When does prescription apply if SARS discover they never levied STC on an interest-free loan?
16 July 2015
Posted by: Author: SAIT Technical
Author: SAIT Technical
Q: By when can
SARS stop assessing interest-free debit loans with related entities and
individuals as a deemed dividend?
Will it be covered in terms of s 99(1)(a) of the
Tax Administration Act – three years after the date of assessment of an
original assessment by SARS, thus if the 2012 ITR14 was assessed 12/12/2012,
will it "expire” 12/12/2015 since it is usually assessed from an income tax
Or is STC opened for 5 years since it is a self-assessment?
But if that’s the case there will not be an original assessment to count the 5
Can SARS reason that if STC was not voluntarily
declared and assessed on a debit loan, SARS can therefore reopen it regardless
of the period due to 99(2) (i)(ii)(iii)?
A: With regard to
prescription of a deemed dividend (section 64C) we submit that the further
proviso to section 79(1) of the Income Tax Act (now deleted) applies. For ease of reference we copy it here:
"Provided further that where the Commissioner has in respect
of any year of assessment made an assessment upon any company for normal tax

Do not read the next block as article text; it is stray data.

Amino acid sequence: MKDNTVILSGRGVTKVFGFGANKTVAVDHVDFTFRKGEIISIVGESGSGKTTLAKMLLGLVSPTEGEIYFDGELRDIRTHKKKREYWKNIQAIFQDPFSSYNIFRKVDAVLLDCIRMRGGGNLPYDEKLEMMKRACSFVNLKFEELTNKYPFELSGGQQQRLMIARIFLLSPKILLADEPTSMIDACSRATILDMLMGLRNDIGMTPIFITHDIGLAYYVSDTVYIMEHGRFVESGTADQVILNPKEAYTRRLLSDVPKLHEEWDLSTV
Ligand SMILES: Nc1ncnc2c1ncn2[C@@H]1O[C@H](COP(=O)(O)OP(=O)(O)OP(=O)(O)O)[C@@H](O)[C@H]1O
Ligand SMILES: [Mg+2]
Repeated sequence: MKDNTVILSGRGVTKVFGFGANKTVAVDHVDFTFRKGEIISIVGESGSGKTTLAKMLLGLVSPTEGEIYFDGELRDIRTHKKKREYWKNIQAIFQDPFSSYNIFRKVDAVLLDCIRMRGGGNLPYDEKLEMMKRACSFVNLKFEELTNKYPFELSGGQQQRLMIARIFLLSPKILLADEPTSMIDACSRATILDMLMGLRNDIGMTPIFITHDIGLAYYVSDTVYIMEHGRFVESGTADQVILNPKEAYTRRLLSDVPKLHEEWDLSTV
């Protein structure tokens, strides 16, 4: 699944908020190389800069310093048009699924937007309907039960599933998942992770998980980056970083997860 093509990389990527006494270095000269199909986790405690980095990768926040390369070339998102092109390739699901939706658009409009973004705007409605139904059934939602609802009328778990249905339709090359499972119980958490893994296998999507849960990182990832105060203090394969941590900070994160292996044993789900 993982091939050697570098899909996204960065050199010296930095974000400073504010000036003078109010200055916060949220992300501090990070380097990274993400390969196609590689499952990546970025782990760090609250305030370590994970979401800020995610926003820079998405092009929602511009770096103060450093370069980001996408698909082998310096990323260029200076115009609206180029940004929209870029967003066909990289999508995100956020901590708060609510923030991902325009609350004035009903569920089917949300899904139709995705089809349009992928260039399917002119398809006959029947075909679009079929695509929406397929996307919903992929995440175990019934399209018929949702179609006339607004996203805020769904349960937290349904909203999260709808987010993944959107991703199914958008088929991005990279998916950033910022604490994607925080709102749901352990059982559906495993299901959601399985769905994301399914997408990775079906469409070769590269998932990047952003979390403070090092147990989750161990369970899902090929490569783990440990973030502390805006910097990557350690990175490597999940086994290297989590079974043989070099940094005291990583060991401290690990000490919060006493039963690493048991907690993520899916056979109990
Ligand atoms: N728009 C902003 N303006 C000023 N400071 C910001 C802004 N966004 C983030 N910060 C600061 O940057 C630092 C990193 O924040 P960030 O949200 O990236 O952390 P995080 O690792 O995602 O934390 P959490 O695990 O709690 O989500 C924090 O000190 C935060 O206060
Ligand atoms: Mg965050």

purposes he or she shall not after the expiration of three years from the date
of the said assessment (or, where more than one such assessment has been made,
from the date of the latest of such assessments), or such longer period as the
company and the Commissioner may agree prior to the expiry of that three year
period, make any assessment in respect of any amount of secondary tax on
companies payable by the company in respect of any dividend declared during
that year, unless the Commissioner is satisfied that the fact that an
assessment in respect of the said amount was not previously made was due to
fraud or misrepresentation or non-disclosure of material facts.”
The self-assessment definition was introduced by the Tax
Administration Act. The secondary tax
was repealed before the Tax Administration Act and we submit that section
79(1), referred to above, must be applied and not section 99.
For the same reason we also don’t believe that SARS can
apply section 99. Section 79(1) (Income
Tax Act) also refers to "fraud or misrepresentation or non-disclosure of
material facts”. We submit that the
intention of section 79(1) was to provide for a prescription rule in respect of
the secondary tax on companies and that the Tax Administration Act therefore doesn’t
apply to that.
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